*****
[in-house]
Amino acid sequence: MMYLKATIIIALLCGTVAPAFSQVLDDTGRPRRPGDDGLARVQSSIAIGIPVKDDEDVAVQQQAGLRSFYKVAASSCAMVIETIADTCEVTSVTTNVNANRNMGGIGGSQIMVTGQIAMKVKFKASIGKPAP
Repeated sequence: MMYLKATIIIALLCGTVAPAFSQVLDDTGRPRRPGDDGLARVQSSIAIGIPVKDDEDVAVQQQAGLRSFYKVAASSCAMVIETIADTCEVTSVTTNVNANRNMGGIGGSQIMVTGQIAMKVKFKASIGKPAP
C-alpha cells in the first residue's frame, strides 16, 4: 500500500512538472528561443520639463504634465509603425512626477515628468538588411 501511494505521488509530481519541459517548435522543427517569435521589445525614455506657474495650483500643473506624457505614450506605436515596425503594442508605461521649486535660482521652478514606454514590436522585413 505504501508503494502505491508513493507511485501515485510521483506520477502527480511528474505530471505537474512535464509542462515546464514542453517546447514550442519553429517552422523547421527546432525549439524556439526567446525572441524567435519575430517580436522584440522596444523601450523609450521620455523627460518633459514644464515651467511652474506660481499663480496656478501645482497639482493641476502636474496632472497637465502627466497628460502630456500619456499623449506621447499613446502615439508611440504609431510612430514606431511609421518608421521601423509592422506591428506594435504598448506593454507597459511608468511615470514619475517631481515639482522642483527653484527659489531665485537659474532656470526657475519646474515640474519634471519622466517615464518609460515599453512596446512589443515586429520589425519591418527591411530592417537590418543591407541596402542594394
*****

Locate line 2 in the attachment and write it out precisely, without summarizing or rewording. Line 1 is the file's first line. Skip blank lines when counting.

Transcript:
Amino acid sequence: MMYLKATIIIALLCGTVAPAFSQVLDDTGRPRRPGDDGLARVQSSIAIGIPVKDDEDVAVQQQAGLRSFYKVAASSCAMVIETIADTCEVTSVTTNVNANRNMGGIGGSQIMVTGQIAMKVKFKASIGKPAP